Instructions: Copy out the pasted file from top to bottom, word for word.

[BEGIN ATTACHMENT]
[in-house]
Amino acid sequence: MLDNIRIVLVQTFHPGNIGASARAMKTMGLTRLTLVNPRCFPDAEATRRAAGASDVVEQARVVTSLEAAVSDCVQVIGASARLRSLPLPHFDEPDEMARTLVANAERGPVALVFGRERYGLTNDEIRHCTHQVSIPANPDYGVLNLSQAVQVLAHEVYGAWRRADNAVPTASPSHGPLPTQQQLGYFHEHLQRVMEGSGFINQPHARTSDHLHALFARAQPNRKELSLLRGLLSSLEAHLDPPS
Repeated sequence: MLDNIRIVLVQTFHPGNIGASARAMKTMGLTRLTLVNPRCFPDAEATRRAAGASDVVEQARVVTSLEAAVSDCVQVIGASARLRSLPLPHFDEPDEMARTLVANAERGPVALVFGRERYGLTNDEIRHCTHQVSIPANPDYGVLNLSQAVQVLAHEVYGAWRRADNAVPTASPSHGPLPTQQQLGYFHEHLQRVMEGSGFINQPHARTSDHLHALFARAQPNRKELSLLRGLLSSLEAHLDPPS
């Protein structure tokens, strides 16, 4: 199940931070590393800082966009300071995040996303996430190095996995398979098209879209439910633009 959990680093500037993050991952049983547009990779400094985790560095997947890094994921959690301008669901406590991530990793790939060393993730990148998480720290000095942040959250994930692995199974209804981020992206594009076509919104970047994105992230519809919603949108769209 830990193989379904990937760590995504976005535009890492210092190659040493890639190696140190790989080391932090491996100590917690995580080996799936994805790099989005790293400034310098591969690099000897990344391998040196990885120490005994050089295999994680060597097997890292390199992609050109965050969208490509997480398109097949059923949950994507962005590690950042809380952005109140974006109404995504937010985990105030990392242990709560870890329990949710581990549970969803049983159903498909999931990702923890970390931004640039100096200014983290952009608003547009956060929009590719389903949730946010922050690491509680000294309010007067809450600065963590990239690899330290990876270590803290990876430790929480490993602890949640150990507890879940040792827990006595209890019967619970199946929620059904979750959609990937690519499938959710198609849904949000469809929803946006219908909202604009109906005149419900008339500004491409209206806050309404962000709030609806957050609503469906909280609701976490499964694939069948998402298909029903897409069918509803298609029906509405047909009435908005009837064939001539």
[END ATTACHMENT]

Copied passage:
[in-house]
Amino acid sequence: MLDNIRIVLVQTFHPGNIGASARAMKTMGLTRLTLVNPRCFPDAEATRRAAGASDVVEQARVVTSLEAAVSDCVQVIGASARLRSLPLPHFDEPDEMARTLVANAERGPVALVFGRERYGLTNDEIRHCTHQVSIPANPDYGVLNLSQAVQVLAHEVYGAWRRADNAVPTASPSHGPLPTQQQLGYFHEHLQRVMEGSGFINQPHARTSDHLHALFARAQPNRKELSLLRGLLSSLEAHLDPPS
Repeated sequence: MLDNIRIVLVQTFHPGNIGASARAMKTMGLTRLTLVNPRCFPDAEATRRAAGASDVVEQARVVTSLEAAVSDCVQVIGASARLRSLPLPHFDEPDEMARTLVANAERGPVALVFGRERYGLTNDEIRHCTHQVSIPANPDYGVLNLSQAVQVLAHEVYGAWRRADNAVPTASPSHGPLPTQQQLGYFHEHLQRVMEGSGFINQPHARTSDHLHALFARAQPNRKELSLLRGLLSSLEAHLDPPS
């Protein structure tokens, strides 16, 4: 199940931070590393800082966009300071995040996303996430190095996995398979098209879209439910633009 959990680093500037993050991952049983547009990779400094985790560095997947890094994921959690301008669901406590991530990793790939060393993730990148998480720290000095942040959250994930692995199974209804981020992206594009076509919104970047994105992230519809919603949108769209 830990193989379904990937760590995504976005535009890492210092190659040493890639190696140190790989080391932090491996100590917690995580080996799936994805790099989005790293400034310098591969690099000897990344391998040196990885120490005994050089295999994680060597097997890292390199992609050109965050969208490509997480398109097949059923949950994507962005590690950042809380952005109140974006109404995504937010985990105030990392242990709560870890329990949710581990549970969803049983159903498909999931990702923890970390931004640039100096200014983290952009608003547009956060929009590719389903949730946010922050690491509680000294309010007067809450600065963590990239690899330290990876270590803290990876430790929480490993602890949640150990507890879940040792827990006595209890019967619970199946929620059904979750959609990937690519499938959710198609849904949000469809929803946006219908909202604009109906005149419900008339500004491409209206806050309404962000709030609806957050609503469906909280609701976490499964694939069948998402298909029903897409069918509803298609029906509405047909009435908005009837064939001539």